Nigeria’s Elections: A Perilous Postponement
Nigeria’s Elections: A Perilous Postponement
The Promise and Potential Pitfalls of Nigeria’s 2023 Elections (Online event, 23 February 2023)
The Promise and Potential Pitfalls of Nigeria’s 2023 Elections (Online event, 23 February 2023)
A man walks past a portrait of Nigeria’s President Goodluck Jonathan, who began his campaign on Wednesday for a second-term in office in Lagos, 8 January, 2015. REUTERS/Akintunde Akinleye
Commentary / Africa 8 minutes

Nigeria’s Elections: A Perilous Postponement

Crisis Group’s Africa Program assembled this Question & Answer paper following the recent postponement by six weeks of Nigeria’s general elections that were due on 14 and 28 February.

Why are the postponement, and Nigeria’s wider electoral challenges, important for Africa?

Nigeria is Africa’s most populous country (est. 178 million) and largest economy (GDP over $500 billion). The growing risk of instability could have profound security, humanitarian and economic implications. Furthermore, any subversion of the country’s democratic progress could dampen democratic developments on the continent. In West Africa, particularly, Nigeria’s election was supposed to be the first of six such polls this year. The postponement is a poor example to a region already going through numerous upheavals.

What are the implications of this postponement for the elections? 

The postponement gives President Goodluck Jonathan, candidate of the People’s Democratic Party (PDP), six extra weeks to rally support and undermine the candidate of the All Progressives Congress (APC), former military head of state Muhammadu Buhari – and, in Nigeria, an incumbent president has enormous powers and resources to do that. But the postponement will also intensify the long-running acrimony between the two major political parties, aggravate tensions between the north (largely Muslim and pro-Buhari) and the south (largely Christian and substantially pro-Jonathan) and could provoke further violence. Moreover, as the role of the military in the postponement has raised serious questions about its political neutrality, opposition protesters may not accept the army as a credible peace enforcer if, as it seems likely, post-election violence erupts.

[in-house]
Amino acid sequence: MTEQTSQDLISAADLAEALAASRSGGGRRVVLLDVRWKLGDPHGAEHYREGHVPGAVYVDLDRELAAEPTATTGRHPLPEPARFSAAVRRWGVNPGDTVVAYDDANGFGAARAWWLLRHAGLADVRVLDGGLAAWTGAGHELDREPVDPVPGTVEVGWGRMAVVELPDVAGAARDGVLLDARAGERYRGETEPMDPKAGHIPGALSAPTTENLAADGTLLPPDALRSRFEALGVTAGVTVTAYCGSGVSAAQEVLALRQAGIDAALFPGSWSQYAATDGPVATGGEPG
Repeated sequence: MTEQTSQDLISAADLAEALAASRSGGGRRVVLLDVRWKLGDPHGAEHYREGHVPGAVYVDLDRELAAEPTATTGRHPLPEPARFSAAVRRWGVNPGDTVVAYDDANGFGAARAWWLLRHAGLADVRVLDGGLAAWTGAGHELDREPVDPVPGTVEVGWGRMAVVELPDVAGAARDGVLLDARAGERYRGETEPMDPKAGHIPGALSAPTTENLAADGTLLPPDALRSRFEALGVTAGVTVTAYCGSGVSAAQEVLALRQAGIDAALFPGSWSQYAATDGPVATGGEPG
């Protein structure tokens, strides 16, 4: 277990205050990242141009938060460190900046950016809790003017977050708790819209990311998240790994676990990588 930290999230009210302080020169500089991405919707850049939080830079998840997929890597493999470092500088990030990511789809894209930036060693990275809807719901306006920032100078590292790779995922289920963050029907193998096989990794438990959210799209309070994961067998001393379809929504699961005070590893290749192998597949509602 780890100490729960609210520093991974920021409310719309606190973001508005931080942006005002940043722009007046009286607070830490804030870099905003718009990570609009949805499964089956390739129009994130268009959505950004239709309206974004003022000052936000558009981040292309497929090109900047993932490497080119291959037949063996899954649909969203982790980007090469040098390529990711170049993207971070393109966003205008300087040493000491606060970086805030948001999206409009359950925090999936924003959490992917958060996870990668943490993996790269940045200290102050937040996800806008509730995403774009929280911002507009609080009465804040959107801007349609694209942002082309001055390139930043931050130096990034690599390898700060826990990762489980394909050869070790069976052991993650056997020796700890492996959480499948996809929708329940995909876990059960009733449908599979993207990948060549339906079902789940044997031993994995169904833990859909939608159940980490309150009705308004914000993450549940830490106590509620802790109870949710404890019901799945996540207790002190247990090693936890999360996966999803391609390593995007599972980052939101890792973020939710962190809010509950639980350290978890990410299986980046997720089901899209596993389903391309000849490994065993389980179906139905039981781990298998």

How and why were the elections postponed?

On 7 February, the chairman of the Independent National Electoral Commission (INEC), Attahiru Jega, announced that national and state elections, originally scheduled for 14 and 28 February, had been postponed to 28 March and 11 April, respectively. This added further tension to what was already the most contentious election season since Nigeria turned from military to civilian rule in 1999, with violence rising ahead of the polls and mounting risks of violence afterwards.

The first call for postponement came from President Jonathan’s National Security Adviser (NSA), Sambo Dasuki, in Chatham House, London, on 22 January. The call, he said, was based on his observation that INEC was yet to deliver Permanent Voters’ Cards (PVCs) to millions of voters.

This raised public objections with many questioning the NSA’s improper attempt to influence the electoral commission. Nonetheless, on 4 February, Dasuki increased the pressure for postponement by writing to INEC indicating security could not be guaranteed in fourteen local government areas in the north east where Boko Haram has been waging a brutal insurgency since 2010 (Nigeria has 774 local government areas). He strongly advised INEC Chairman Jega to reschedule the elections by six weeks, arguing that such a shift would still fall within legal provisions and that the government “hoped” to restore normalcy to the north east by then.

The next day, 5 February, at a meeting of the National Council of State (NCS), a consultative forum comprising current and past presidents and chaired by President Jonathan, military and other security chiefs told the INEC chairman that they had just launched a major, decisive offensive against Boko Haram, which would last six weeks. They said they would have no troops to provide security and logistics support for elections through those weeks. Despite this, the NCS did not endorse postponing the vote.

Following further pressure to defer election dates, on 7 February, Jega held consultations with civil society leaders and election agency officials from all over the country, but concluded that: “The commission cannot lightly wave off the advice of the nation’s security chiefs”. He therefore postponed the election by six weeks.